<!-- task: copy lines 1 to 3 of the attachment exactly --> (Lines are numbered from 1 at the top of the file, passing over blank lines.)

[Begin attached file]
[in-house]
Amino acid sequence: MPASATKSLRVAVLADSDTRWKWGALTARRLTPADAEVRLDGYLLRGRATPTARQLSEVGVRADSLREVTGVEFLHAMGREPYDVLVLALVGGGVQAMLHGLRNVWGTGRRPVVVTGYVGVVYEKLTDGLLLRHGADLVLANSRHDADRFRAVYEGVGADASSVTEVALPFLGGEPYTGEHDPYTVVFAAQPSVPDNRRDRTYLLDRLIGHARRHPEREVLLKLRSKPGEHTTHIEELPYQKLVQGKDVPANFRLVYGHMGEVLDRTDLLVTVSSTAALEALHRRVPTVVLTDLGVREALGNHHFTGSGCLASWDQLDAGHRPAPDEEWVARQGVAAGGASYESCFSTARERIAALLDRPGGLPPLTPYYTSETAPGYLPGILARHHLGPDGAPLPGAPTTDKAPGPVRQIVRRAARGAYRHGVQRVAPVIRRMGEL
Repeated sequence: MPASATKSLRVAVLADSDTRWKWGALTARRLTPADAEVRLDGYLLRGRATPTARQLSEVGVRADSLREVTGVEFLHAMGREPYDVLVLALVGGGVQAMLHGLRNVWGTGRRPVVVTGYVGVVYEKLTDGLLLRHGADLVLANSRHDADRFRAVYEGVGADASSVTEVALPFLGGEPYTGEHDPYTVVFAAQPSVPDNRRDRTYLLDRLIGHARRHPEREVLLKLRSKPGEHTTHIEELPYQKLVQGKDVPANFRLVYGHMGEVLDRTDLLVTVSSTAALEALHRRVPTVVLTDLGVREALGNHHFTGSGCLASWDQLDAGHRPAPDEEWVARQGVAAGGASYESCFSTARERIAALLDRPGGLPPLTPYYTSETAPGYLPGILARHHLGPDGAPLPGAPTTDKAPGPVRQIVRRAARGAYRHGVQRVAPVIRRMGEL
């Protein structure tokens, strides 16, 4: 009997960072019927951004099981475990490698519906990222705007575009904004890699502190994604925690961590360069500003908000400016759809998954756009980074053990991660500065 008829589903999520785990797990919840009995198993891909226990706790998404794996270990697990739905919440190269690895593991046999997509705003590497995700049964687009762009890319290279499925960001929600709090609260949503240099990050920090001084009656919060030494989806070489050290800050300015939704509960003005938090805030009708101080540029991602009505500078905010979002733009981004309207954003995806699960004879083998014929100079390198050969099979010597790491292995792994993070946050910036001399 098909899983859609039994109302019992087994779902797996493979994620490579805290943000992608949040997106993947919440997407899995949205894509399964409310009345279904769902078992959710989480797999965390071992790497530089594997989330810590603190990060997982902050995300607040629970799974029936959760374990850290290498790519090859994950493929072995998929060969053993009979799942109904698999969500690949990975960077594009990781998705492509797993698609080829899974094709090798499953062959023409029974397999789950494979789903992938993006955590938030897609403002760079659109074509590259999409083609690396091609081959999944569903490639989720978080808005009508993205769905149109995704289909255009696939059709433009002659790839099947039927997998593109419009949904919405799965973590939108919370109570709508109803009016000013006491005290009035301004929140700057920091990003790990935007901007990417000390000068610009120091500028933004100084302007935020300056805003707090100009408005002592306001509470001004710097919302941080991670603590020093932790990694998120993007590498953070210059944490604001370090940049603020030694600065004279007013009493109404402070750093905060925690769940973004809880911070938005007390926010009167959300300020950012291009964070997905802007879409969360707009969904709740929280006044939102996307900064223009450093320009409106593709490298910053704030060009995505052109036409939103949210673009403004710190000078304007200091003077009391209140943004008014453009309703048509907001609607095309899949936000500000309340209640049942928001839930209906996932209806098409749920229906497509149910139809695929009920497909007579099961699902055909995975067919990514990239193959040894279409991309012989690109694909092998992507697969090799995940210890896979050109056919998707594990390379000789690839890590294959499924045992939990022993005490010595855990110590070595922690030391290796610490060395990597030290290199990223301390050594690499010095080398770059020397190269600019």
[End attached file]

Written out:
[in-house]
Amino acid sequence: MPASATKSLRVAVLADSDTRWKWGALTARRLTPADAEVRLDGYLLRGRATPTARQLSEVGVRADSLREVTGVEFLHAMGREPYDVLVLALVGGGVQAMLHGLRNVWGTGRRPVVVTGYVGVVYEKLTDGLLLRHGADLVLANSRHDADRFRAVYEGVGADASSVTEVALPFLGGEPYTGEHDPYTVVFAAQPSVPDNRRDRTYLLDRLIGHARRHPEREVLLKLRSKPGEHTTHIEELPYQKLVQGKDVPANFRLVYGHMGEVLDRTDLLVTVSSTAALEALHRRVPTVVLTDLGVREALGNHHFTGSGCLASWDQLDAGHRPAPDEEWVARQGVAAGGASYESCFSTARERIAALLDRPGGLPPLTPYYTSETAPGYLPGILARHHLGPDGAPLPGAPTTDKAPGPVRQIVRRAARGAYRHGVQRVAPVIRRMGEL
Repeated sequence: MPASATKSLRVAVLADSDTRWKWGALTARRLTPADAEVRLDGYLLRGRATPTARQLSEVGVRADSLREVTGVEFLHAMGREPYDVLVLALVGGGVQAMLHGLRNVWGTGRRPVVVTGYVGVVYEKLTDGLLLRHGADLVLANSRHDADRFRAVYEGVGADASSVTEVALPFLGGEPYTGEHDPYTVVFAAQPSVPDNRRDRTYLLDRLIGHARRHPEREVLLKLRSKPGEHTTHIEELPYQKLVQGKDVPANFRLVYGHMGEVLDRTDLLVTVSSTAALEALHRRVPTVVLTDLGVREALGNHHFTGSGCLASWDQLDAGHRPAPDEEWVARQGVAAGGASYESCFSTARERIAALLDRPGGLPPLTPYYTSETAPGYLPGILARHHLGPDGAPLPGAPTTDKAPGPVRQIVRRAARGAYRHGVQRVAPVIRRMGEL